There are no pictures on the walls of the office of new Boston College football coach Dan Henning. A series of small holes indicates that a lot of pictures used to hang from those walls, but the pictures belonged to the previous occupant. Henning's walls will probably stay blank for awhile. "If pictures could block and tackle, we'd have 'em here tomorrow," says the 51-year-old Henning. "But right now they aren't exactly a priority."
Most coaching changes on the major-college level are made shortly alter season's end. That gives the new staff the winter to become acclimated, to institute whatever changes it wants before spring practice begins. At BC everything has to be accelerated. Named to head the program on March 2, just 10 days after Tom Coughlin abruptly resigned to coach the expansion Jacksonville Jaguars of the NFL, Henning works at a hurry-up pace that leaves little room for frills.
Frills? He doesn't even have time to find a place to live. He is staying in a hotel while he hires a staff, looks for a quarterback to replace a four-year starter, tries to meet the current players, attempts to keep a highly regarded recruiting class calm and prepares for both a spring practice that starts in less than a month and a 1994 season that opens on Sept. 3 at Michigan. Michigan? Whew. "It's interesting," Henning says with understatement, "working a filled agenda into a time frame it doesn't fit."
Indeed, Henning is trying to bring order to a suddenly chaotic situation. The 47-year-old Coughlin had been the architect of a football revival at BC, capped by a 9-3 finish last season that included a 41-39 upset of No. 1-ranked Notre Dame. Everything seemed to be rolling according to schedule. Coughlin had helped the Eagles attract a top-10 recruiting class, and his constant pleas for a larger stadium were finally being answered. His departure came as a surprise. A year ago January he had rejected an offer to coach the New York Giants and had deflected later approaches from both the Atlanta Falcons and the Phoenix Cardinals. Four days before he accepted the Jacksonville job he was talking about BC's future to an alumni group, asking, "Why can't we have the greatest program in the country?"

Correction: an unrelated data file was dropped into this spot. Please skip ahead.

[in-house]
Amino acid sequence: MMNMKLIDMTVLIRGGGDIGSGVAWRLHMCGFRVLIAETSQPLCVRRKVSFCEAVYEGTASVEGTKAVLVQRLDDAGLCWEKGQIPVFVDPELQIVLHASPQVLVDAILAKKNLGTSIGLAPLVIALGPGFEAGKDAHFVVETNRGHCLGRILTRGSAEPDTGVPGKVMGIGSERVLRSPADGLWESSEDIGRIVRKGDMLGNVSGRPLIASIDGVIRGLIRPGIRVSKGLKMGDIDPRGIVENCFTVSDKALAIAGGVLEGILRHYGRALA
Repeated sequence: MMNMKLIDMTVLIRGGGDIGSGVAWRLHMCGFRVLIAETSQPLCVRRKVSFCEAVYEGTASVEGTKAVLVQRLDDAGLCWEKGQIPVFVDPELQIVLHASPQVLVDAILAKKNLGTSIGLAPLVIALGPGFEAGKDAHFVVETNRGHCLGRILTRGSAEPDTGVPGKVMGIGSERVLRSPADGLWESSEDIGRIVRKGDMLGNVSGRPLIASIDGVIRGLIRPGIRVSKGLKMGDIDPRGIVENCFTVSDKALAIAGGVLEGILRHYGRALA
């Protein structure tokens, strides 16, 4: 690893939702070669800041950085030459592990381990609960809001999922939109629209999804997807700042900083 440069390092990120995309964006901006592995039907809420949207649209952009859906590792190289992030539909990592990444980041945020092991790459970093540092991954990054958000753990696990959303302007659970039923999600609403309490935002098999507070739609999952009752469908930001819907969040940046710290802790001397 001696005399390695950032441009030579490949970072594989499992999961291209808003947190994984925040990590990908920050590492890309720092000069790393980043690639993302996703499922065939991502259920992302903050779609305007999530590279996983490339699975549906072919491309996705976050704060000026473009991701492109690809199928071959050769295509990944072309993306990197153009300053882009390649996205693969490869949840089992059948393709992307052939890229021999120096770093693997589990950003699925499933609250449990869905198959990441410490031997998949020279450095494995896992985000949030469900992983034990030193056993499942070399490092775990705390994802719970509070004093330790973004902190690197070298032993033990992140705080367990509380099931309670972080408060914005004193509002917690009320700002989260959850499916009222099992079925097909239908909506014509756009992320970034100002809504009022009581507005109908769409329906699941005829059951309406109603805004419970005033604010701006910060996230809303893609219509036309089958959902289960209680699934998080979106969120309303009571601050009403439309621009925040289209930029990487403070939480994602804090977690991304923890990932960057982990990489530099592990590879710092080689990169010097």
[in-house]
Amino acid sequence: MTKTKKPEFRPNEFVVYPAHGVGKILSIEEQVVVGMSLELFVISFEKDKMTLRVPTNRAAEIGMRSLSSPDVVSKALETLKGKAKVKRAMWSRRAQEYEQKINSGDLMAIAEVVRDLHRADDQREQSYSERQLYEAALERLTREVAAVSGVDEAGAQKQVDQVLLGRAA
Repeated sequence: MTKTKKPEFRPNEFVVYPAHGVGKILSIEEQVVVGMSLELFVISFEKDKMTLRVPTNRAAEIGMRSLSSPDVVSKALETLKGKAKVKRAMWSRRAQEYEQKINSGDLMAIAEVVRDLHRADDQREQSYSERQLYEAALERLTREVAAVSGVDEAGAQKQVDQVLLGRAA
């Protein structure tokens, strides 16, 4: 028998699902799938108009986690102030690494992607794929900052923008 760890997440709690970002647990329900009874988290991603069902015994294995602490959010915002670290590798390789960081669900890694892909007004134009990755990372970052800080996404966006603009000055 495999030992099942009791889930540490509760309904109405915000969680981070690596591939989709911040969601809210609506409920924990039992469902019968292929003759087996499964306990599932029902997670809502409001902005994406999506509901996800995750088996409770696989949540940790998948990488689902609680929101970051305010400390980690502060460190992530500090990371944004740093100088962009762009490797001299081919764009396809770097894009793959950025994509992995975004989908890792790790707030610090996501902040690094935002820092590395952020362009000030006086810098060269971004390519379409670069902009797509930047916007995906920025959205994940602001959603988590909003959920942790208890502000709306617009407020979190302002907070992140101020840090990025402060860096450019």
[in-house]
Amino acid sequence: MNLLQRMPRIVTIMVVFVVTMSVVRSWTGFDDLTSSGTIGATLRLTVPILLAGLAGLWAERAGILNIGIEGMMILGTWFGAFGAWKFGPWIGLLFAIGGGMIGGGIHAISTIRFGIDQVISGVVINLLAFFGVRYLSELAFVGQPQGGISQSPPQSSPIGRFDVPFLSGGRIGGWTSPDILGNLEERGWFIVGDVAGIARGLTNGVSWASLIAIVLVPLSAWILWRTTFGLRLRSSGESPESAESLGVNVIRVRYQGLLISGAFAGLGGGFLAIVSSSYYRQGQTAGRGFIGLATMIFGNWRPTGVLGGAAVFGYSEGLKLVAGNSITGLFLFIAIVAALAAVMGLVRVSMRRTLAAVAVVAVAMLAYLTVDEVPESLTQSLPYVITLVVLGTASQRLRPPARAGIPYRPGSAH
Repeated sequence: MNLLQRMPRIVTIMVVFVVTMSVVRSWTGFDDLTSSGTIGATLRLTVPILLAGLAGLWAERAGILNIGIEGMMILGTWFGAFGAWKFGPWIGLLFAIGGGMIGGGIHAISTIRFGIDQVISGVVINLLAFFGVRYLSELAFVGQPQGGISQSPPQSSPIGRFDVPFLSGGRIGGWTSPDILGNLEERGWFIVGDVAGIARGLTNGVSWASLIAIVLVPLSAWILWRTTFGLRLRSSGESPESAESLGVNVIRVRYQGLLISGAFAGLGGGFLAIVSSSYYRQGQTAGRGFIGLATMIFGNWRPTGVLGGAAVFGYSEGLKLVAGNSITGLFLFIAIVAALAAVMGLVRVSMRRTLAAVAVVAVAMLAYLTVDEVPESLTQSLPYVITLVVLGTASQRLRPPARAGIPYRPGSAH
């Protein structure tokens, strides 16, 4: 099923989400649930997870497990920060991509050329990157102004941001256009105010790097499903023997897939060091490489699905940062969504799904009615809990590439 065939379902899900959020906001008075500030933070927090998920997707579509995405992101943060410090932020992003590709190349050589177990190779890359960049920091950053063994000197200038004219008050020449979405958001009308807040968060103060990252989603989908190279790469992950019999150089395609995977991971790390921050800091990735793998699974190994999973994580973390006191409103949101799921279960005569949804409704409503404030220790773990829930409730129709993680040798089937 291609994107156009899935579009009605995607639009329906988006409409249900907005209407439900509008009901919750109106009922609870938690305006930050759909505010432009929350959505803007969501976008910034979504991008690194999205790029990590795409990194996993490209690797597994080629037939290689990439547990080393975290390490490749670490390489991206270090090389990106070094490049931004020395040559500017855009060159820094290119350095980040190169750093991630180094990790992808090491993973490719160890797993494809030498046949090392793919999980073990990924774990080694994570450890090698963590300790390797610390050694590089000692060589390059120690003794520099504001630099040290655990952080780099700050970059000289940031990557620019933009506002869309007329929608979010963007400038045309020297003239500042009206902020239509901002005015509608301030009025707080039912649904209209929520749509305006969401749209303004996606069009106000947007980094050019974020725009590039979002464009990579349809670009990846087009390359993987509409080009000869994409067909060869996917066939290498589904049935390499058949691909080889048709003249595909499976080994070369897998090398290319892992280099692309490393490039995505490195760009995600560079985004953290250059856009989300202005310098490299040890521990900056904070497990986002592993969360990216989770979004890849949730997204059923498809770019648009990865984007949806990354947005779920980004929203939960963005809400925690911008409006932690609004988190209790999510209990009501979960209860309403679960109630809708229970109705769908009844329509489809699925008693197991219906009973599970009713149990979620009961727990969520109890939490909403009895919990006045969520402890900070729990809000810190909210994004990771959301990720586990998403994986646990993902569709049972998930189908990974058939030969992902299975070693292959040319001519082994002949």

He received a reported five-year, $4 million contract to lead the Jaguars into existence and took five assistants with him. "Tom told me about the offer on a Saturday night," says BC athletic director Chet Gladchuk. "On Sunday he told me he was taking it. On Monday he was being introduced at a press conference in Jacksonville."
Gladchuk had to move quickly. The image that filled his mind was of the opening game in Ann Arbor, of BC running through the tunnel onto a field surrounded by 100,000-plus hostile fans. He decided he wanted a coach with big-time coaching experience, someone who wouldn't be intimidated. He also wanted an offensive coach, someone who liked high-scoring football, a part of BC's reputation. Henning, a longtime offense-oriented NFL assistant was fired from his job as the Detroit Lions' offensive coordinator in December, met those requirements. Once a head coach with both the Falcons and the San Diego Chargers, he said he was tired of the egos and the business of pro football. He hadn't coached at the college level since 1975. "I think you'll see more people move from the pros back to the colleges," he says. "Lou Holtz, John Robinson. Bill Walsh. Pretty good company."
Adding to the confusion at BC is the expansion of Alumni Stadium, a controversial move that finally was approved by the city of Boston in January. Reconstruction has begun. The view from Henning's pictureless office is of cement mixers and hard hats surrounding a football field. "Everybody told me, 'Don't worry, everything will be ready on time.' " He can only hope his team will be ready as well.